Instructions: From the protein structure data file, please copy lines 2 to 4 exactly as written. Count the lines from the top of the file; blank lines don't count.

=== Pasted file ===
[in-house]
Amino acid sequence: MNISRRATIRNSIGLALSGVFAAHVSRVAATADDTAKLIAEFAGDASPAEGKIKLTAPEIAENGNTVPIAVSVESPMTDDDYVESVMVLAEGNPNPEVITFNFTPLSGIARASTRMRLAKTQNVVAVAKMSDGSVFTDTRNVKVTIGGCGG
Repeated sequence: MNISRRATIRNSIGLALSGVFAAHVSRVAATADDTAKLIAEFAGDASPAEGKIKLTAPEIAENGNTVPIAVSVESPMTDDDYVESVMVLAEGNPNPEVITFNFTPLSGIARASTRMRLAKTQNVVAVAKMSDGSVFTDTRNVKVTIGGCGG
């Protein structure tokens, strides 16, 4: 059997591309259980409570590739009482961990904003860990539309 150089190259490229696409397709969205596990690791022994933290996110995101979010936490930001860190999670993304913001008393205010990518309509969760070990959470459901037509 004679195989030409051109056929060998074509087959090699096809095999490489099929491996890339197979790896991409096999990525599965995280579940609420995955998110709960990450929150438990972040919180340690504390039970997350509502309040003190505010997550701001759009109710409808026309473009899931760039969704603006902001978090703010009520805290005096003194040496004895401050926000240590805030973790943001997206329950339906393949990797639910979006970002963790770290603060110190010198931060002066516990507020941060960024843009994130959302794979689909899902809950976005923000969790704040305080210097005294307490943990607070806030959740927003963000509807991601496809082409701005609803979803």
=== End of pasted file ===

Amino acid sequence: MNISRRATIRNSIGLALSGVFAAHVSRVAATADDTAKLIAEFAGDASPAEGKIKLTAPEIAENGNTVPIAVSVESPMTDDDYVESVMVLAEGNPNPEVITFNFTPLSGIARASTRMRLAKTQNVVAVAKMSDGSVFTDTRNVKVTIGGCGG
Repeated sequence: MNISRRATIRNSIGLALSGVFAAHVSRVAATADDTAKLIAEFAGDASPAEGKIKLTAPEIAENGNTVPIAVSVESPMTDDDYVESVMVLAEGNPNPEVITFNFTPLSGIARASTRMRLAKTQNVVAVAKMSDGSVFTDTRNVKVTIGGCGG
């Protein structure tokens, strides 16, 4: 059997591309259980409570590739009482961990904003860990539309 150089190259490229696409397709969205596990690791022994933290996110995101979010936490930001860190999670993304913001008393205010990518309509969760070990959470459901037509 004679195989030409051109056929060998074509087959090699096809095999490489099929491996890339197979790896991409096999990525599965995280579940609420995955998110709960990450929150438990972040919180340690504390039970997350509502309040003190505010997550701001759009109710409808026309473009899931760039969704603006902001978090703010009520805290005096003194040496004895401050926000240590805030973790943001997206329950339906393949990797639910979006970002963790770290603060110190010198931060002066516990507020941060960024843009994130959302794979689909899902809950976005923000969790704040305080210097005294307490943990607070806030959740927003963000509807991601496809082409701005609803979803």